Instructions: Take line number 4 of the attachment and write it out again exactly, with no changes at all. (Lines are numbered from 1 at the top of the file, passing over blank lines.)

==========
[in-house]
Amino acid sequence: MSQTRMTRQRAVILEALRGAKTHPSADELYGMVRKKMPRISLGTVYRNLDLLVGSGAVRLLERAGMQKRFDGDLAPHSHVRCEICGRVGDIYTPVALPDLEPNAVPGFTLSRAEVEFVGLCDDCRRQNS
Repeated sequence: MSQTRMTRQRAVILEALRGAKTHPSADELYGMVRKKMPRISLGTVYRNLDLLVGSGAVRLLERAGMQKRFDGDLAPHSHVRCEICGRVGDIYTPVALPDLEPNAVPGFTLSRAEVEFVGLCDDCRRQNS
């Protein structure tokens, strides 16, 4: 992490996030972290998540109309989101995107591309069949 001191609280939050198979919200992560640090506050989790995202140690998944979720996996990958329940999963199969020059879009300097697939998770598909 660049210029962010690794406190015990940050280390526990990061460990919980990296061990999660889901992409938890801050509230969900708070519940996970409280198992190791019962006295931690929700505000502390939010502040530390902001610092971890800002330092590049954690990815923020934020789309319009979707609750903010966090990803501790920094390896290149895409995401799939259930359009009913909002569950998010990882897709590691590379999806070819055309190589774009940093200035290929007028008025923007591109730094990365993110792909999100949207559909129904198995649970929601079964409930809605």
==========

């Protein structure tokens, strides 16, 4: 992490996030972290998540109309989101995107591309069949 001191609280939050198979919200992560640090506050989790995202140690998944979720996996990958329940999963199969020059879009300097697939998770598909 660049210029962010690794406190015990940050280390526990990061460990919980990296061990999660889901992409938890801050509230969900708070519940996970409280198992190791019962006295931690929700505000502390939010502040530390902001610092971890800002330092590049954690990815923020934020789309319009979707609750903010966090990803501790920094390896290149895409995401799939259930359009009913909002569950998010990882897709590691590379999806070819055309190589774009940093200035290929007028008025923007591109730094990365993110792909999100949207559909129904198995649970929601079964409930809605």